Child-led education means different things to different families. I have a particular problem allowing my child to make all the decisions, for himself. I happen to believe that children need guidance, they aren't emotionally prepared to make all the decisions in their lives and they aren't ready to accept the consequences of their immature actions. However, home should be the "proving ground" the place where a child can make mistakes and learn from them. Child-led learning, where the child is allowed to study those things of interest to him or her is an excellent way to help a child develop a keen understanding of any topic that strikes his fancy.

Zach takes a break from rock climbing

Rock Climbing Rest

As natural-learners, we like to live our life day-to-day and experience it. When we grocery shop, we can do math, matching, reading, spelling and sometimes even history. We often use a road trip to study geography, history, map reading and sometimes-even science; taking in the sights and sounds around us, experiencing our adventures on more than one level. Am I concerned my son will "miss" something? Sure. I think all parents are. However, I can attest first-hand that if you can read, you can learn anything that strikes your interest and since my son has been an avid reader since age four, I worry less than I would if we had not already crossed that hurdle.

I enjoy not being forced to have my son constantly compared with his peers. It affords us the freedom of following our own learning timetable, listening to our own natural clock. While I admit to having my bouts of worry and concern, they are but fleeting thoughts. Our life is simply too full to dwell on such things for very long. Once I got over the initial shock of having to make all the decisions myself, I have learned to enjoy it. Parents have gotten so used to depending on so-called professionals to make all the important decisions in their child's life that they have forgotten how good it can feel when you take matters into your own hands and things come together. You can pat yourself on the back, and congratulate yourself on a job well done.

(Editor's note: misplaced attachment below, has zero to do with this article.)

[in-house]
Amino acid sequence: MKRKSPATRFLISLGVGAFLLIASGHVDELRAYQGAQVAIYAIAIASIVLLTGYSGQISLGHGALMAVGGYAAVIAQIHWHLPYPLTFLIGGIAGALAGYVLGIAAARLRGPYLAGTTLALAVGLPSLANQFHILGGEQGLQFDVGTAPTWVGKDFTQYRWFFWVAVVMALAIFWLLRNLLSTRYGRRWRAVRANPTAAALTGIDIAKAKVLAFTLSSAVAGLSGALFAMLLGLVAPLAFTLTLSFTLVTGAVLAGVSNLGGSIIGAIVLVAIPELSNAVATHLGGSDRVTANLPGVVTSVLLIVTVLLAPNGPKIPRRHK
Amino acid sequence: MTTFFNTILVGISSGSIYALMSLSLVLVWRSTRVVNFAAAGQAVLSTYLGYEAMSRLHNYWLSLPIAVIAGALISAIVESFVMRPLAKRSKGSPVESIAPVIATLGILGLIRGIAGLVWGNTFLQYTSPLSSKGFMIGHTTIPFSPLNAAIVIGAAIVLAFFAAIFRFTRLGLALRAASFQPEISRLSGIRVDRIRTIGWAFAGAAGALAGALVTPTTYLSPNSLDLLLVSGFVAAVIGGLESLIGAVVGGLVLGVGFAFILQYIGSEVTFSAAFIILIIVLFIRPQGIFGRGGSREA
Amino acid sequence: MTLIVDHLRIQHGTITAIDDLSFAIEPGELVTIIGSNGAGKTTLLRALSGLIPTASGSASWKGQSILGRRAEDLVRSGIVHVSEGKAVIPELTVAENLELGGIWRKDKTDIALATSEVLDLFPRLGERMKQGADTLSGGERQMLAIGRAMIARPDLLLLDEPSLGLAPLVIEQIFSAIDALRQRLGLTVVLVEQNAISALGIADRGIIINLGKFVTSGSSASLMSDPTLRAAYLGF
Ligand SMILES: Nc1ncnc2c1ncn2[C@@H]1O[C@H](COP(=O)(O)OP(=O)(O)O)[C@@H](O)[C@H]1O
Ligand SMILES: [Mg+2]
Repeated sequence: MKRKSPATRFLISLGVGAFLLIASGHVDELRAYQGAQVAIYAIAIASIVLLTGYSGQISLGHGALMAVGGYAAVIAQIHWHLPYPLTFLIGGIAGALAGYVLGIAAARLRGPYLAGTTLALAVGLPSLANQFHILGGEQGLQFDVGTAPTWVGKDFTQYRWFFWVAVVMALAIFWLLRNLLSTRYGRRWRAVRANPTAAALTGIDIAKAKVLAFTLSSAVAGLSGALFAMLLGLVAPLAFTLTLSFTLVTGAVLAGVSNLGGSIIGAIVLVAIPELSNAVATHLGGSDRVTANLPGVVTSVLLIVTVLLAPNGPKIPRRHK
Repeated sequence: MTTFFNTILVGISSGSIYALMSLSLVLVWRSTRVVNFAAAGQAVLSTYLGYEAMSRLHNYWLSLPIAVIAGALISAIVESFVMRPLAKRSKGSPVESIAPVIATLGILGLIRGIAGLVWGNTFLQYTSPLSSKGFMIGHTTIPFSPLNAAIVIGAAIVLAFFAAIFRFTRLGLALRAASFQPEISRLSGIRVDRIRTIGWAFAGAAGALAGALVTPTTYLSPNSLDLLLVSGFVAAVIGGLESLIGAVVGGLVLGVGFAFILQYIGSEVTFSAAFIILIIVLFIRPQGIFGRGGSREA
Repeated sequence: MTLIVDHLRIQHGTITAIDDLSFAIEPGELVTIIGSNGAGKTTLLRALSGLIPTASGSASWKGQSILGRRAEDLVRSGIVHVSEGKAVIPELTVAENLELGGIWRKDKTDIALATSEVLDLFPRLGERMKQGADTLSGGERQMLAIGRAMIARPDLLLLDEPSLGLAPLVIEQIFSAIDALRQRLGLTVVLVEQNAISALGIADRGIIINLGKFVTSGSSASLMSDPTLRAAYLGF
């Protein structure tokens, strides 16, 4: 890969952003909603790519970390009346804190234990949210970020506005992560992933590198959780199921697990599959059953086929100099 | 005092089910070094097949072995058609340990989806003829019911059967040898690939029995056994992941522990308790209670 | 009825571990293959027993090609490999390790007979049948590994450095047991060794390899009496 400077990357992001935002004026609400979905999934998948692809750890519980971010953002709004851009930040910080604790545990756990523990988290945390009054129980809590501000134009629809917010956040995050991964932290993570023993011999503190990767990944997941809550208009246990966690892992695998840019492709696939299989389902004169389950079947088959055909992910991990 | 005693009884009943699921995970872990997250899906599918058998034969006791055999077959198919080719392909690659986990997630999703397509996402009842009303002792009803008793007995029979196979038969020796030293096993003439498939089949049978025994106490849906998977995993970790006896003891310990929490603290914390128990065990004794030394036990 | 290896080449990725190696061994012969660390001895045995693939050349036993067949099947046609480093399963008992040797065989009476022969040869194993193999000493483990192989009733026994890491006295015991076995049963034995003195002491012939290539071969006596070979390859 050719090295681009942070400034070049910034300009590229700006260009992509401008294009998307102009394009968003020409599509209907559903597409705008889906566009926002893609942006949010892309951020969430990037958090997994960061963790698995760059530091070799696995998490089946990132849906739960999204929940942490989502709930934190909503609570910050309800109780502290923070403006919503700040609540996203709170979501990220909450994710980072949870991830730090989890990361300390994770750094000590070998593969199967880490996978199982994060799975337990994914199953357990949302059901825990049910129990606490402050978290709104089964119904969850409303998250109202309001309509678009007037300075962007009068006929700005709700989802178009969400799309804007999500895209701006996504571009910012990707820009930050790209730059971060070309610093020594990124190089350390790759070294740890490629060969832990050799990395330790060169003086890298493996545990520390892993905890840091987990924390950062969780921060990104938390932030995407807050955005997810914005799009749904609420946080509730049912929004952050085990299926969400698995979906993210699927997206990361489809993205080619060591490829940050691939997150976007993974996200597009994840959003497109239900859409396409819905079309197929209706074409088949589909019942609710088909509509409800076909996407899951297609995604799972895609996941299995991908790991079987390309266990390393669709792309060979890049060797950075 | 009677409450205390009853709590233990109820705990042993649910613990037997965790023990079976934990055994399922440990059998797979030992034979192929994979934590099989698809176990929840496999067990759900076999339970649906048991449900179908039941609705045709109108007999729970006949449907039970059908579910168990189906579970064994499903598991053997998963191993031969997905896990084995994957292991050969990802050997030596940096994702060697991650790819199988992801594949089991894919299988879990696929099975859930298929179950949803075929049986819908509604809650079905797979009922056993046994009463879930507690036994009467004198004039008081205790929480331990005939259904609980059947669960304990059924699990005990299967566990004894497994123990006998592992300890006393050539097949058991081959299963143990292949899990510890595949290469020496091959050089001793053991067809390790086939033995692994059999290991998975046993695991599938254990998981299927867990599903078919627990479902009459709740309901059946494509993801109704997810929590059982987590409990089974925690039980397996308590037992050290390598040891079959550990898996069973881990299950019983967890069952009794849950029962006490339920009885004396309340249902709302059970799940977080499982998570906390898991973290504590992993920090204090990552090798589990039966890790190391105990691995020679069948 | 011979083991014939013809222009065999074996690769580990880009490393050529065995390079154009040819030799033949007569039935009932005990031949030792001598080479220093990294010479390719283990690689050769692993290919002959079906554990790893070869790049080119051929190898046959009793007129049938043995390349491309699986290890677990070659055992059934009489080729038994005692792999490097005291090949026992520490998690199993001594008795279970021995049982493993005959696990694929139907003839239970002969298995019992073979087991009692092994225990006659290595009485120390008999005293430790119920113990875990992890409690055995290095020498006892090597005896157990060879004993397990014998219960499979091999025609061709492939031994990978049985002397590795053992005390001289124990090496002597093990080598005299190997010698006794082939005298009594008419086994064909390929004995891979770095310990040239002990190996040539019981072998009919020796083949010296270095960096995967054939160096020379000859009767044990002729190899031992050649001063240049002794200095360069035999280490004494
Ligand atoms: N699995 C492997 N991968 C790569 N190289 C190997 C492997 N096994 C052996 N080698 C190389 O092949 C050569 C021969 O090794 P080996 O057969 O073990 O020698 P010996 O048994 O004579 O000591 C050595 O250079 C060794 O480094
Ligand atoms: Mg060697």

Homeschooling parents have earned the right to pat themselves on the back when their child finally becomes an adult and is on his or her path to success. We never know where this journey will take us, but the adventure is ours to take. We are the guides, often learning as we go. Isn't that the way life is though? Learning as we make our way through the maze we call life. Why should homeschooling be any different?

As we meander on our homeschooling way, remember it's the journey that counts, not the path that we take and not the destination. A journey well traveled is one our children will remember fondly for many years to come. Don't be afraid to stop and smell the roses, take a few detours and even to get lost once in awhile. Let life take you where it will and always be ready for a good adventure.